Lauren Young

Last Halloween, my toddler son Leo had his seventh and final surgery to remove a giant mole on his back. Yet the endpoint of his surgical odyssey didn’t seem real. We’ve been going to see his surgeon, Dr. Charles Thorne, every few weeks since then so he could monitor how the scar was healing. No wonder it has been so hard to believe our medical journey was over.


In fact, for nearly two years--like clockwork--we’ve been hustling to the plastic surgeon’s office at New York University Hospital each Wednesday to snag the first appointment. (I don’t want to think about how much money that amounts to in cab fare!) We developed a familiar routine: We’d pile into a taxi outside of our house at 12:20 p.m., and, as if on cue, Leo would start yelling “Brooklyn Bridge!” As the taxi neared the hospital, Leo looked for the “Muddy” to give the driver. When the car pulled up to the curb, he’d bounce out of the cab and run for the elevator in the hospital lobby. (Today Leo startled the security guard as he buzzed by like Roadrunner.) Once the elevator doors opened on the 8th floor, Leo would bolt down the corridor, making a beeline for the doctor’s office. And then he started asking for his “pop” from Dr. Thorne’s wonderful receptionist Diana. Leo would be on a sharp lookout for Dr. Thorne until he emerged from surgery. At times he even followed Dr. Thorne into other patient exams.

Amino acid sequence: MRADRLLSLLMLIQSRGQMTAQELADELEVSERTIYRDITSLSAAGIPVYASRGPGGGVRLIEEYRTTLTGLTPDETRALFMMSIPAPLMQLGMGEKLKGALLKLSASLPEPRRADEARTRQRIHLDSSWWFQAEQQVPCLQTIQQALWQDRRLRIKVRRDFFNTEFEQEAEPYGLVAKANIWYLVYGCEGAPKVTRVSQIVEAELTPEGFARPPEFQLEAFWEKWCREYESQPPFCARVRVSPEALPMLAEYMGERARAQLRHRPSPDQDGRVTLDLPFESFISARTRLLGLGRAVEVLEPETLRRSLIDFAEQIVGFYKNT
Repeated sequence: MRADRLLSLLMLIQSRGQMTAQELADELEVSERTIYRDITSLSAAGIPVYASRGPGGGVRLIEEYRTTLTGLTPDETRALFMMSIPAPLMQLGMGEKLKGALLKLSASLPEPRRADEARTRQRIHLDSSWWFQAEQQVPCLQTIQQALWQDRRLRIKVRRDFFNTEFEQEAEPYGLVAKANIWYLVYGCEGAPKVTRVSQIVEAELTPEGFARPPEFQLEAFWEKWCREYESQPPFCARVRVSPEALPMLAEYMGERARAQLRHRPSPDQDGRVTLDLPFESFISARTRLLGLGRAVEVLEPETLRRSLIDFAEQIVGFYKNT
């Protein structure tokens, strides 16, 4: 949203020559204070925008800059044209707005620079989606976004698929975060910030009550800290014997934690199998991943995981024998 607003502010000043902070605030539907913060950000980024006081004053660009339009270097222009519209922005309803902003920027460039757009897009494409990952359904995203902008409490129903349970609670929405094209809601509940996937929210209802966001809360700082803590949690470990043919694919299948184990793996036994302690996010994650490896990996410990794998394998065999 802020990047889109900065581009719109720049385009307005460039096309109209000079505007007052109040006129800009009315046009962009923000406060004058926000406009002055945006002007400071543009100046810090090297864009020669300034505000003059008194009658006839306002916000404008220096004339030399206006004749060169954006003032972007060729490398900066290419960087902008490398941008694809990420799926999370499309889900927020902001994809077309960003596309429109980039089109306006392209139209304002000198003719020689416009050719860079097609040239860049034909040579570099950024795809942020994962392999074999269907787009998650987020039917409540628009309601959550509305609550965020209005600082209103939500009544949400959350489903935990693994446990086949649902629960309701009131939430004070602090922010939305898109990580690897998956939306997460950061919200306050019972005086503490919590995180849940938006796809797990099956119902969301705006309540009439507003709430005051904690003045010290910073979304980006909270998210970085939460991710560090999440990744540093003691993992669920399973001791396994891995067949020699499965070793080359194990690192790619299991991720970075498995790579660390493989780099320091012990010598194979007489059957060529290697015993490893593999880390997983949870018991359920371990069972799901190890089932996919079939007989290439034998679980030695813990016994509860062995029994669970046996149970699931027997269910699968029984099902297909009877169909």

Keeping a toddler busy in a doctor’s office is a huge challenge. In the beginning, we brought toys, cars, and food. Later we wised up and hauled along a mini-DVD player so Leo could watch the Wiggles. But typically when it was our time to see the doctor, the fun part was over, and the poking, prodding, and injecting began.

Today was different. Today is the day Dr. Thorne discharged Leo from his weekly care. When he told us that he’d only need to see Leo annually so he could monitor the scar’s development, I had a hard time not bursting out in tears.

It’s really over. The fat lady has sung.

Before it's here, it's on the Bloomberg Terminal.